Structure, or lack thereof, proved a key focal point for
many designers for SS13. On last September’s runways we saw a more relaxed and
playful style with designers abandoning sleek tailoring
for slouchy silhouettes and plenty of volume. In a season of
deconstructed suits, oversized shapes and floating chiffon, the loose fitting
aesthetic was champion of the catwalk.
Dries van Noten offered a deliciously curious collection inspired by a
mix of 90s grunge and classic couture, marrying quintessentially feminine and
masculine elements to create an 'opposites attract' motif. This collection gave
centre stage to the oversized silhouette, its simplicity epitomised in a
slouchy grey sweater over a loose checked shirt and flowing floral trousers. Van
Noten fused ease and luxury in this collection, which featured flowing kimono
jackets and chiffon lounging trousers, fronting a bohemian blasé vibe. We also
saw an artful layering of plaid and organza, its relaxed grunge feel consistently
maintaining a sense of feminine elegance.
(Dries van Noten mages courtesy of Vogue.co.uk)
Haider Ackermann's signature was a cascade of layered fabrics and loose tailoring. Here, the concept of power dressing was twisted, deconstructing the typical suit with trailing slip dresses over drainpipe trousers and dishabille robes rather than jackets. With a sombre colour palette featuring inky black, navy and stone grey, the focus became print and texture - sheer polka dot chiffon and geometric checks. Unlike other designers, Ackermann embraced the waist in his collection with cinching obi belts that allowed him to manipulate proportions to create that tall and languid silhouette.
(Haider Ackermann images courtesy of Vogue.co.uk)
Teatum Jones created an eclectic fusion of historical references and sci-fi futurism in the collection "From Democracy With Love"; drawing inspiration from the Cold War and old school science fiction movies. The nod to the Fifties and Sixties was clear in the feminine colour palette of pale pinks and porcelain, which adorned silk blend jackets, loose fitting silk dresses and elegant jumpsuits in floating chiffon. Metallic jackets, geometric prints and pleated Kimono style sleeves that hung to the knees brought a futuristic feel, and the smart tailoring, reminiscent of elegant icon Jackie O, perfectly underpinned the retro-futurism of the collection.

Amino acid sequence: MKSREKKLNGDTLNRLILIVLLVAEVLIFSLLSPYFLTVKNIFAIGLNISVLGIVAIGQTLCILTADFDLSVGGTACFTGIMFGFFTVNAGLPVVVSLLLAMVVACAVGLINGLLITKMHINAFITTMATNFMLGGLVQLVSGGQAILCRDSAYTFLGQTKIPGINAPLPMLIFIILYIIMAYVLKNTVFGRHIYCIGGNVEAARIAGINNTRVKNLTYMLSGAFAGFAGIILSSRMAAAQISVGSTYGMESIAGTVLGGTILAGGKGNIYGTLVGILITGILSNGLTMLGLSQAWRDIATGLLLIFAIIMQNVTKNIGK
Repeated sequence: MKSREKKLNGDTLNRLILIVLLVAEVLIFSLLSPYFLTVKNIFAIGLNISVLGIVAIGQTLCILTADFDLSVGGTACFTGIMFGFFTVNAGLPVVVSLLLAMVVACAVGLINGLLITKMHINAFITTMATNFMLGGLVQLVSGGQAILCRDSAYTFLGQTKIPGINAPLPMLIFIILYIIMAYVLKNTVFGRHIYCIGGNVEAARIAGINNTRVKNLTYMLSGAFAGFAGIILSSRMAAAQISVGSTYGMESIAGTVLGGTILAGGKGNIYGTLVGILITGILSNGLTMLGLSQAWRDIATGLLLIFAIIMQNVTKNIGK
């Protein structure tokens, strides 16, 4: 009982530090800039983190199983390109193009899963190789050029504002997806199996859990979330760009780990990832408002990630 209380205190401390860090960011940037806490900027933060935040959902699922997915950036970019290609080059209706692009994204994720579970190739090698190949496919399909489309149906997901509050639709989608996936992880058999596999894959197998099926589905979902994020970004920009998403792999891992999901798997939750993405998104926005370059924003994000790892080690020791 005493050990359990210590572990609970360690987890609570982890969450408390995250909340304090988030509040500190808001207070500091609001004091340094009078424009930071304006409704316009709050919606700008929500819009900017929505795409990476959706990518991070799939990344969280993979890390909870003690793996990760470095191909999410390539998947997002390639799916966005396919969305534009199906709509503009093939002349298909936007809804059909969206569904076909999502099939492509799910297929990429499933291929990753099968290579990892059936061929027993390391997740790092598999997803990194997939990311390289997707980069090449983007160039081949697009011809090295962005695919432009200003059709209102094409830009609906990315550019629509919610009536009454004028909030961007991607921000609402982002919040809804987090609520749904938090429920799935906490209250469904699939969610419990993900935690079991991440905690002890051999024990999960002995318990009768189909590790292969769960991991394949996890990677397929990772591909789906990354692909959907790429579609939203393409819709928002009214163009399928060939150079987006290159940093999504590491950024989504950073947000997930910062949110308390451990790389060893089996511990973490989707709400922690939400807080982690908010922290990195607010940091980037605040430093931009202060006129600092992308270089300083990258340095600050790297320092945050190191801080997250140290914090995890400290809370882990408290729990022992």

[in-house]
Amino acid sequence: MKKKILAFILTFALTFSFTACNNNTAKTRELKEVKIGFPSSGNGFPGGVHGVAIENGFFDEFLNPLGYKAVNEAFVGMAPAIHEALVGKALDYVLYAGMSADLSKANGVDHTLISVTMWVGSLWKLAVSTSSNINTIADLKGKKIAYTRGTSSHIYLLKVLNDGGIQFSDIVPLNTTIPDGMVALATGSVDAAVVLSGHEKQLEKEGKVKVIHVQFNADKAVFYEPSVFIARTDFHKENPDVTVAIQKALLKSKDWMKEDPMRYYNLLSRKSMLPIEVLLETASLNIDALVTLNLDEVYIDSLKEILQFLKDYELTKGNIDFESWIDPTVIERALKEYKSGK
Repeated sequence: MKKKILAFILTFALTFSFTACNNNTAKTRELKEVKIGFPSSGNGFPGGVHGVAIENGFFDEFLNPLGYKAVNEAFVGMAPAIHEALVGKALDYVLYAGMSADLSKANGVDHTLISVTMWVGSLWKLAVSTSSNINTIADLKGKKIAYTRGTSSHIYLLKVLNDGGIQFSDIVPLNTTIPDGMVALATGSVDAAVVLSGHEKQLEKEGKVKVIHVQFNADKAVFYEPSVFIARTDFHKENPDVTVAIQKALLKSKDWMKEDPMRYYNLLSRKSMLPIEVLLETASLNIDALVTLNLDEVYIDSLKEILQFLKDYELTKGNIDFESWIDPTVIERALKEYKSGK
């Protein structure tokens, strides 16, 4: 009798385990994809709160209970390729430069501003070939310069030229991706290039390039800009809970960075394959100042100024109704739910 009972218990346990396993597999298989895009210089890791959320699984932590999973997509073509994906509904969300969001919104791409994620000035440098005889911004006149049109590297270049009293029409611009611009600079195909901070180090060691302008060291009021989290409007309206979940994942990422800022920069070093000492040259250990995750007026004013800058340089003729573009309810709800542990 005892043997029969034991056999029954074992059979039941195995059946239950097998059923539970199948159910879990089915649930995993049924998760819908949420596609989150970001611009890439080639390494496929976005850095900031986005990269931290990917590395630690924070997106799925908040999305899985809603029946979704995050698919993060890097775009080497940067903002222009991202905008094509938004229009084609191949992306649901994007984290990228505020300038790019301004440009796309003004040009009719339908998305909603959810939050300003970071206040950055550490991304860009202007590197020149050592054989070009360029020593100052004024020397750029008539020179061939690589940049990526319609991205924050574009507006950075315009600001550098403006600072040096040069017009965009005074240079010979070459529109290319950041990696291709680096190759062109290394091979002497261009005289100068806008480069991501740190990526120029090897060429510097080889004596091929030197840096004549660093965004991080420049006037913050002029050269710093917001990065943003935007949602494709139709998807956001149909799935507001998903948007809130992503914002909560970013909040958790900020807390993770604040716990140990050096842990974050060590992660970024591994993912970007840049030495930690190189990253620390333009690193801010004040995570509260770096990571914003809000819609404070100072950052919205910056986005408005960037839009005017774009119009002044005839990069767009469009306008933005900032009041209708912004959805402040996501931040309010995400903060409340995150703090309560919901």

(Teatum Jones images courtesy of Vogue.co.uk)
Ashish presented us with a purposefully laidback collection, echoing a subverted stereotype of the geeky teenager. The result was a rebellious and carefree image, complete with oversized glasses, scrunchies and ironic slogan sweaters. The process of dressing down epitomised the collection, which utilised askew collars, slouchy tracksuit bottoms and oversized sweatshirts that looked as though like they might have been borrowed from a boyfriend's gym locker. Each model donned a scruffy topknot, which underpinned the careless and free spirited vibe. The soft muted colour palette of grey, camel and navy added to the teenager's school uniform look, yet the collection was far from plain. Ashish's characteristic flamboyance materialised in the form of sequins, which adorned everything from denim jumpsuits to skirts and tracksuits.
(Ashish images courtesy of Vogue.co.uk)
Central St. Martins graduate and L'Oreal Professional Young Design Award winner Yifang Wan impressed during Fashion Week with a modest monochrome collection. Inspired by the slick styling of martial arts movies, Wan harnessed clean lines with elegant and understated structures. The stark monochrome palette added to the fluidity of the pieces, using heavier fabrics such as elegantly hanging cotton to form the fluttering silhouettes. Oversized smocks and kimono dresses, flowing jackets and wide leg trousers were all used to great effect to create the graceful and minimalist aesthetic.
(Yifang Wan images courtesy of thestylecolumn.com)